📚 Starting in September, the country's 300 million students have had to study the doctrine, from elementary school into university. And in some cities, even that doesn't seem to be enough. Shanghai announced that its students from third to fifth grade would only take final exams in mathematics and Chinese, de facto deleting English as an examination subject. Beijing, in the meantime, announced that it would ban the use of unauthorized foreign textbooks in elementary and middle schools.

⚠️ But how does a country that enchants its youth with socialist ideology and personality cults rise to become a world power? Isn't giving up English as a global language the quickest way into isolation? The educational reform comes at a time when Beijing is brutally disciplining many areas of public life, from tech giants to the entertainment industry. It has made it difficult for Chinese technology companies to go public abroad, and some media have reported that a blanket ban on IPOs in the United States is on the cards in the next few years.

➡️


"I'm a footballer and I'm gay."

— Australian soccer player Josh Cavallo said in a video accompanying a tweet in which he revealed his homosexuality, becoming the first top-flight male professional player in the world to do so. The 21-year-old said he was tired of living "this double life" and hoped his decision to come out would help other "players living in silence."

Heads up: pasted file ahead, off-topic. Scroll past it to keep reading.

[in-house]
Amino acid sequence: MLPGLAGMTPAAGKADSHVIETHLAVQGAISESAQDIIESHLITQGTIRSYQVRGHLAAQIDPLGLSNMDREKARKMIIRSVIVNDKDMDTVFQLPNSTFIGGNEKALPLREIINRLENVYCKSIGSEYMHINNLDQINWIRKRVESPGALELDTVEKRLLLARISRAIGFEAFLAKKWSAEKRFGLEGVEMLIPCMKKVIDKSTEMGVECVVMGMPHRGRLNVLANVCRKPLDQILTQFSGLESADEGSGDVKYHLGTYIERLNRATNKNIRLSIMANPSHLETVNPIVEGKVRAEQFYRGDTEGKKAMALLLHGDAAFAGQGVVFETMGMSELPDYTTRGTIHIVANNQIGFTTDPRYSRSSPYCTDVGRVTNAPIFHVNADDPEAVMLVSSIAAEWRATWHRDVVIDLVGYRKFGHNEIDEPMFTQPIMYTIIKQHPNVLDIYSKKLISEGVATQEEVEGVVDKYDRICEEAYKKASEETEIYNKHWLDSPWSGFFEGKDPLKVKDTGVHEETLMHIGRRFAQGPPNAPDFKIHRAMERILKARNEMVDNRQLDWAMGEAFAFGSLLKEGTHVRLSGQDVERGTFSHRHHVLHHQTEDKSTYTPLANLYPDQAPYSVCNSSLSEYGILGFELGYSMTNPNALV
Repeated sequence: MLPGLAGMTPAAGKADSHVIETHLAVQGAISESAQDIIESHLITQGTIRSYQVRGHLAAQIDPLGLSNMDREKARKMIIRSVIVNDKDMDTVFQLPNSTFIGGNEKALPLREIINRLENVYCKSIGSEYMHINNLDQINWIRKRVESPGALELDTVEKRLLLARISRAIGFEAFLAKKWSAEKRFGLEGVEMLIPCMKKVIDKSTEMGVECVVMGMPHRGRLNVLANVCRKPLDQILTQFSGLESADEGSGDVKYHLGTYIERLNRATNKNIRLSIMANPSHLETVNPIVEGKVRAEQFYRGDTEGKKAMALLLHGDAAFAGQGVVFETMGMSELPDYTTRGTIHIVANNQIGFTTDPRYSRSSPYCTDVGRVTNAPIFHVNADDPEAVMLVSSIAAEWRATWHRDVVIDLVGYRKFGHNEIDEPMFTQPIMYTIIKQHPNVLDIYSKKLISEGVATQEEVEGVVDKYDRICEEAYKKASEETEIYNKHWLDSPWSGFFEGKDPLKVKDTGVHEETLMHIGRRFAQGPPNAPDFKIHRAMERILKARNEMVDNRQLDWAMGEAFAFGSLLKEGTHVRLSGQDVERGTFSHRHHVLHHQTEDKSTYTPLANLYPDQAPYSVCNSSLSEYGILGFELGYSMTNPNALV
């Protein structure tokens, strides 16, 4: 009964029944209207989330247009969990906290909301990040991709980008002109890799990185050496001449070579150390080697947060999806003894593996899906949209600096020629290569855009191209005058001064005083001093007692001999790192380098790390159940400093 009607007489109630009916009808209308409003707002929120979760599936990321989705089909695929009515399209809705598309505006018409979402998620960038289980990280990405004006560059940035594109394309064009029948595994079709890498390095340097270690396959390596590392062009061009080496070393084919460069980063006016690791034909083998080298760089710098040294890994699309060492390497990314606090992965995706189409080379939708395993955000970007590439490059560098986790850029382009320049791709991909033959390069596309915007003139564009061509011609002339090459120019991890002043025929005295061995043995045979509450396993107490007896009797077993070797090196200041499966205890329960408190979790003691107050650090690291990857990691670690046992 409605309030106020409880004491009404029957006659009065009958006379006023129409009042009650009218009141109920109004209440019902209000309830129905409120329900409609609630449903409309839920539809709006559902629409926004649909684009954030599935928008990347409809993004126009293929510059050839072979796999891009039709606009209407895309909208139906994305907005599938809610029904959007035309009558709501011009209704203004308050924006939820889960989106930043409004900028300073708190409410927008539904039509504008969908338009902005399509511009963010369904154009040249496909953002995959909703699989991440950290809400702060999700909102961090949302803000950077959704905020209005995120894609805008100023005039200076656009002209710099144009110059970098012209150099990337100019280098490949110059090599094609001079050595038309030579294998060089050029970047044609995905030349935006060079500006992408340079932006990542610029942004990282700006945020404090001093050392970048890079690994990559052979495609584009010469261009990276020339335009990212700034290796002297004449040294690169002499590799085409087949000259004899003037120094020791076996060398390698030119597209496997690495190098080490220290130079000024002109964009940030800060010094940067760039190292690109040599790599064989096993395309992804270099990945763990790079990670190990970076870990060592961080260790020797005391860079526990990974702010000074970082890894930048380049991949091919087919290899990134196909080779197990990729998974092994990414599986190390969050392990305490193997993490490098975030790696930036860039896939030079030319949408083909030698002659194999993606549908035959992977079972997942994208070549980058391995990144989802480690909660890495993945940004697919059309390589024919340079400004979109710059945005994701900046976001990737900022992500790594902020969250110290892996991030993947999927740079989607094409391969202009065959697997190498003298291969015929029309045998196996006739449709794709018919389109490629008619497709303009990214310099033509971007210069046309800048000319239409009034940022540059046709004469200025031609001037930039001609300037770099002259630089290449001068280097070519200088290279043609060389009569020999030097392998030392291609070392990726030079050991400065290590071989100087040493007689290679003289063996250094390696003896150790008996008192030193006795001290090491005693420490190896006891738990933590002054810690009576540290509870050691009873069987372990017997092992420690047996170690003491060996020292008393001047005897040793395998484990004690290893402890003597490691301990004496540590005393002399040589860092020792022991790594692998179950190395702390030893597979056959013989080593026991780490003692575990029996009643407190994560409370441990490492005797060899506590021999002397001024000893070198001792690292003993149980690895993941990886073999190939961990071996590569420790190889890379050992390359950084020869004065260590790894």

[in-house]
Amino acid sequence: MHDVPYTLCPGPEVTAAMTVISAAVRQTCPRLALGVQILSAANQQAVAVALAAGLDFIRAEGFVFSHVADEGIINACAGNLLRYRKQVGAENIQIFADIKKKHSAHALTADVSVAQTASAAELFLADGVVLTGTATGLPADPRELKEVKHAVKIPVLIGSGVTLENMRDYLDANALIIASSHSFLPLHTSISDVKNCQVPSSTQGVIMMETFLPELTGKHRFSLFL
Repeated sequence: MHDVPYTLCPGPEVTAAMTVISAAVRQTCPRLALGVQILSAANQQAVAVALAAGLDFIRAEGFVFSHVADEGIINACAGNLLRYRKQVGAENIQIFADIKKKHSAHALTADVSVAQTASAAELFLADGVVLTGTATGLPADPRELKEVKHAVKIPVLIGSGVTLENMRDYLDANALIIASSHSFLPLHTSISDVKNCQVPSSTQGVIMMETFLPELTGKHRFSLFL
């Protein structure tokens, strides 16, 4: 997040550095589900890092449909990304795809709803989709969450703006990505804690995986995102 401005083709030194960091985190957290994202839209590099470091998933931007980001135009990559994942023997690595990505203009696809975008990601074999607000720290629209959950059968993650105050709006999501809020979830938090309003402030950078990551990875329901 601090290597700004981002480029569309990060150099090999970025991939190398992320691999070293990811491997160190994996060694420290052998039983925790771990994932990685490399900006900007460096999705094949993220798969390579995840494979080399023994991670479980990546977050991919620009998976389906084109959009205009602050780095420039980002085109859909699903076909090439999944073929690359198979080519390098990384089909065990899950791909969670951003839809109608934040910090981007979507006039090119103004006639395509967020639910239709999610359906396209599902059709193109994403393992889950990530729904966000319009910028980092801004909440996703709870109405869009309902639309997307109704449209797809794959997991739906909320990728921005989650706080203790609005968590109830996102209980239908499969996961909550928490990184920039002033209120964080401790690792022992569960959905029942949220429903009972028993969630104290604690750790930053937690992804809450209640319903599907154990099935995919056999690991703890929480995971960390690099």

Why this Sudan coup d'état is different

Three days since the military coup was set in motion in Sudan, the situation on the ground continues to be fluid. Reuters reports this morning that workers at the state petroleum company Sudapet are joining a nationwide civil disobedience movement called by trade unions in response to the generals' overthrow of the government. Doctors have also announced a strike.

Generals in suits At the same time, the military appears firmly in control, with deposed Prime Minister Abdalla Hamdok allowed to return home today after being held by the coup leaders. How did we get here? That's the question that David E. Kiwuwa, a professor of international relations at the University of Nottingham, takes on in The Conversation:

"Since the revolution that deposed Omar el-Bashir in 2019, the military have fancied themselves as generals in suits. They have continued to wield enough power to almost run a parallel government in tension with the prime minister. This was evident when the military continued to have the say on security and foreign affairs.

Economy as alibi For their part, civilian officials concentrated on rejuvenating the economy and mobilizing international support for the transitional council. This didn't stop the military from accusing the civilian leadership of failing to resuscitate the country's ailing economy.

True, the economy has continued to struggle from high inflation, low industrial output and dwindling foreign direct investment. As in all economies, conditions have been exacerbated by the effects of COVID-19. Sudan's weakened economy is, however, not sufficient reason for the military intervention. Clearly this is merely an excuse."

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471 million euros

Rome's Casino di Villa Boncompagni Ludovisi, better known as Villa Aurora, will be put up for auction in January for 471 million euros ($547 million). The over-the-top price tag is thanks to the villa having the only known ceiling painting by Renaissance master Caravaggio.

✍️ Newsletter by Hannah Steinkopf-Frank, Anne-Sophie Goninet, Jane Herbelin and Bertrand Hauger

Who wants to start the bidding on the Caravaggio villa? Otherwise, let us know what the news looks like from your corner of the world!!